Hey there Abhishek,
This week I delved into the realm of failure, a rarity for us as we have hardly introspected on this aspect of our lives. Most of the times, when faced with failure I have overlooked it and moved on. Here comes a chapter, which wants me to stand still and stare at its face. Here is how we can benefit by understanding this monster.
- Remember the good old days when you were in primary school. The pressure for grades was on and you were a razor-sharp beast at getting them. You took the shortest path to the assumed goal (perfect grades). As time flew by, we have both realized that such an approach is not the best one neither sustainable and have mended our ways of doing things with a holistic view, the way of the optimalist. But somewhere inside you still lives that perfectionist who wants to get what he wants, at any cost. Let this message act as a warning for you to keep that beast in control and choosing and optimalist way of doing things consciously.
- One of the primary associations that you have with failure is “fear of failure”. This is the elephant in the room. No matter what you want to do, this guy is just sitting there and giving you the same old boring nudge. Interestingly, many people in the class shared the same thought. There were those who felt that failure will lead to inferior judgement from the society and others who felt that their efforts will account to nothing. You have a mix of both in you. Firstly, don’t take yourself so seriously all the time, you are a mere spec in this galaxy. Do you care what other specs think about you, how they judge you? Failure is inevitable, learn from it and hit back harder. You miss 100% of the chances you don’t take. Deal with it!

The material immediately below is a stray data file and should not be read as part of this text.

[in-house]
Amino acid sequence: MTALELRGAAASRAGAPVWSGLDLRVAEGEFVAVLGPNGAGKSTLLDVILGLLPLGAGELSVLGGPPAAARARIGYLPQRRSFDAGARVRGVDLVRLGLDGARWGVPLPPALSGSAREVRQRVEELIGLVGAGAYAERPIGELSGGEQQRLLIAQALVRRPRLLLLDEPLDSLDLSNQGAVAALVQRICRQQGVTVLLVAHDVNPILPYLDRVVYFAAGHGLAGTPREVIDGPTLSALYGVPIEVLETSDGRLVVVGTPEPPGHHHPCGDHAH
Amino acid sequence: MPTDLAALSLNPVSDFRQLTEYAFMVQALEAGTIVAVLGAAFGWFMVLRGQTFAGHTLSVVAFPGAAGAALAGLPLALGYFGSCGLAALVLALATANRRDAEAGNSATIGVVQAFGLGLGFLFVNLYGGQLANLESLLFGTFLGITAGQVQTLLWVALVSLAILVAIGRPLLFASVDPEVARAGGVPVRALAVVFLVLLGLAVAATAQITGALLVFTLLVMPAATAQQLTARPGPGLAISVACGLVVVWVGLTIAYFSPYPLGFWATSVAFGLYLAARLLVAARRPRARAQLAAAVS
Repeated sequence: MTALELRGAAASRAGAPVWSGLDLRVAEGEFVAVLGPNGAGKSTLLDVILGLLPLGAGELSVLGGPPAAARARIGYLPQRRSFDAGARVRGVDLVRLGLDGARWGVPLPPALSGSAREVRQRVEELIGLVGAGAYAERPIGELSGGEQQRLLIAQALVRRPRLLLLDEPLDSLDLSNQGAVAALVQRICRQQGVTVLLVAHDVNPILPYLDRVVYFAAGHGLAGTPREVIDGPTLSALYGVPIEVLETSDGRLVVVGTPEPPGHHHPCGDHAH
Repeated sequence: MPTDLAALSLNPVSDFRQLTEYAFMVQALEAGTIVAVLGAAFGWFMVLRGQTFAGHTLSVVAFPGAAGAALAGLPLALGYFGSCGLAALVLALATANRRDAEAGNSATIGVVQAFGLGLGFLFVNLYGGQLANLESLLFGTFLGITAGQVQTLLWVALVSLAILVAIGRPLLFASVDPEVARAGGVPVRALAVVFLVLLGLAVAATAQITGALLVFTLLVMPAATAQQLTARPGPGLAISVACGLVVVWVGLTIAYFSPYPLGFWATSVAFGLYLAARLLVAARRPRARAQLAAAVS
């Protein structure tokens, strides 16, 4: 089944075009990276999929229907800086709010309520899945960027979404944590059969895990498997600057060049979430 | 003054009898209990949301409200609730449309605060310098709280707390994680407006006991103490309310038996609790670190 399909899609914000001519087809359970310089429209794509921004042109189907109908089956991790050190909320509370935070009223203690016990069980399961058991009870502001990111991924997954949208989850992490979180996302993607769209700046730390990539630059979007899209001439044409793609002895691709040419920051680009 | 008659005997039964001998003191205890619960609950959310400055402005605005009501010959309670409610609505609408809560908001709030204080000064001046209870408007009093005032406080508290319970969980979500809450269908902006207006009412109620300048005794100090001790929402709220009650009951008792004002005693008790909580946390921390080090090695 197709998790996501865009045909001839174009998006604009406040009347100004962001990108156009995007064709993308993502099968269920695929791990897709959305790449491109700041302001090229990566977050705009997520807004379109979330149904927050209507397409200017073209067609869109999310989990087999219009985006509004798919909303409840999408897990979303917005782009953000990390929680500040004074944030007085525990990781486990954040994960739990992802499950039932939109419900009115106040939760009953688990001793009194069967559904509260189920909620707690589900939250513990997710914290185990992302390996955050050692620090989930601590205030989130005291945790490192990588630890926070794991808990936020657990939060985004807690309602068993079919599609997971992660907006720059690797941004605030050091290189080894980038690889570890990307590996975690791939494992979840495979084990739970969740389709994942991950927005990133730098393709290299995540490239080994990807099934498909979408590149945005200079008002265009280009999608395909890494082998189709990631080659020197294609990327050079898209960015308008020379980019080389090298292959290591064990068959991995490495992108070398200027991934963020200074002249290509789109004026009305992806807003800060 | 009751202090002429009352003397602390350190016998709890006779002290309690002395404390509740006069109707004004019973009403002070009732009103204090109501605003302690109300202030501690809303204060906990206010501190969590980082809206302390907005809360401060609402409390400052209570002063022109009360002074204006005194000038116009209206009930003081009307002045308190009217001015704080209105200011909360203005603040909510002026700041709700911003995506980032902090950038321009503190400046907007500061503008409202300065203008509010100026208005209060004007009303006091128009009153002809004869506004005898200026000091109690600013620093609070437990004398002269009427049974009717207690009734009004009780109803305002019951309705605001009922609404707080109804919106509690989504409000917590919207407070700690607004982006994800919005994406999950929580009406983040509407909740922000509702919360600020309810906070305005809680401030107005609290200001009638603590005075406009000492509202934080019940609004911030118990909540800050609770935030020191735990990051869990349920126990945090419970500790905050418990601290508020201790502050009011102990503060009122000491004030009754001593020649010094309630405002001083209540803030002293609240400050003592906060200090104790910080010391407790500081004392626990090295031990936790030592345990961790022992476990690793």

- Now to some good news, resilience. This is a big factor in dealing with failure and I think you have demonstrated a fair bit of resilience in your live, not Victor Frankl level but appreciable. Claps! You are good at staying grounded and improvising; but can improve in finding meaning out of tough situations. Make it a learning opportunity, imagine a future utility of your hardship and carry on. Never play the victim card and never back down.
To conclude this letter, look at your own crisis situations. The one where you failed thrice to clear SSB, the one with a dead-end job in Noida, the one with a shady school and dad posted elsewhere; what do all these three have in common. They have served as catalysts for an accelerated spurt of growth. It was only when you lost it, that you rebounded stronger each time, would you be sitting here writing this letter otherwise? This does not mean that you should go out looking for crisis situations but to help you understand that the fear of failure is just not worth it, look at it whichever way you want.